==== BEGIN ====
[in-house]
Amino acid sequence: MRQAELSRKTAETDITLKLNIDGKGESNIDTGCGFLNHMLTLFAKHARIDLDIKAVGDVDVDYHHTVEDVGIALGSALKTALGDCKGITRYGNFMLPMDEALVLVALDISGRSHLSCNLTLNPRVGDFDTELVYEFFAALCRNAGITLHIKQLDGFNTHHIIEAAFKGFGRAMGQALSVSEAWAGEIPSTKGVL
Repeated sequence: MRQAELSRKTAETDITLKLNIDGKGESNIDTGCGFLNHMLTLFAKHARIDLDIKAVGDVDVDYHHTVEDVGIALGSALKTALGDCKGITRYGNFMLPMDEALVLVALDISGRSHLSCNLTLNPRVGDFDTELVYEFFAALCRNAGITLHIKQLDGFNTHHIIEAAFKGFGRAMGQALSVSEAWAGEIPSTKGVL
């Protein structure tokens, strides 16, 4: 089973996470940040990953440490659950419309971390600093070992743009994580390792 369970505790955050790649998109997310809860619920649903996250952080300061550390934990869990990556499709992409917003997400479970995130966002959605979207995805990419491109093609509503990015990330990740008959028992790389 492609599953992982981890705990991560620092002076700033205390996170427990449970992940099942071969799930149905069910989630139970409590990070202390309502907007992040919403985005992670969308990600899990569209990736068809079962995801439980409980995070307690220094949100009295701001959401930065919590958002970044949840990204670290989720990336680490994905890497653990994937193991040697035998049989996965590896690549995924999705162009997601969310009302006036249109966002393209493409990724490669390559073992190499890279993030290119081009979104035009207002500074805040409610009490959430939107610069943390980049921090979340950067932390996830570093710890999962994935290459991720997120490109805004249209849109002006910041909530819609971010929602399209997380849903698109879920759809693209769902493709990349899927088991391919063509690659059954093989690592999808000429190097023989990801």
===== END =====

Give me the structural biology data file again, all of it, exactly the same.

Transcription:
[in-house]
Amino acid sequence: MRQAELSRKTAETDITLKLNIDGKGESNIDTGCGFLNHMLTLFAKHARIDLDIKAVGDVDVDYHHTVEDVGIALGSALKTALGDCKGITRYGNFMLPMDEALVLVALDISGRSHLSCNLTLNPRVGDFDTELVYEFFAALCRNAGITLHIKQLDGFNTHHIIEAAFKGFGRAMGQALSVSEAWAGEIPSTKGVL
Repeated sequence: MRQAELSRKTAETDITLKLNIDGKGESNIDTGCGFLNHMLTLFAKHARIDLDIKAVGDVDVDYHHTVEDVGIALGSALKTALGDCKGITRYGNFMLPMDEALVLVALDISGRSHLSCNLTLNPRVGDFDTELVYEFFAALCRNAGITLHIKQLDGFNTHHIIEAAFKGFGRAMGQALSVSEAWAGEIPSTKGVL
């Protein structure tokens, strides 16, 4: 089973996470940040990953440490659950419309971390600093070992743009994580390792 369970505790955050790649998109997310809860619920649903996250952080300061550390934990869990990556499709992409917003997400479970995130966002959605979207995805990419491109093609509503990015990330990740008959028992790389 492609599953992982981890705990991560620092002076700033205390996170427990449970992940099942071969799930149905069910989630139970409590990070202390309502907007992040919403985005992670969308990600899990569209990736068809079962995801439980409980995070307690220094949100009295701001959401930065919590958002970044949840990204670290989720990336680490994905890497653990994937193991040697035998049989996965590896690549995924999705162009997601969310009302006036249109966002393209493409990724490669390559073992190499890279993030290119081009979104035009207002500074805040409610009490959430939107610069943390980049921090979340950067932390996830570093710890999962994935290459991720997120490109805004249209849109002006910041909530819609971010929602399209997380849903698109879920759809693209769902493709990349899927088991391919063509690659059954093989690592999808000429190097023989990801």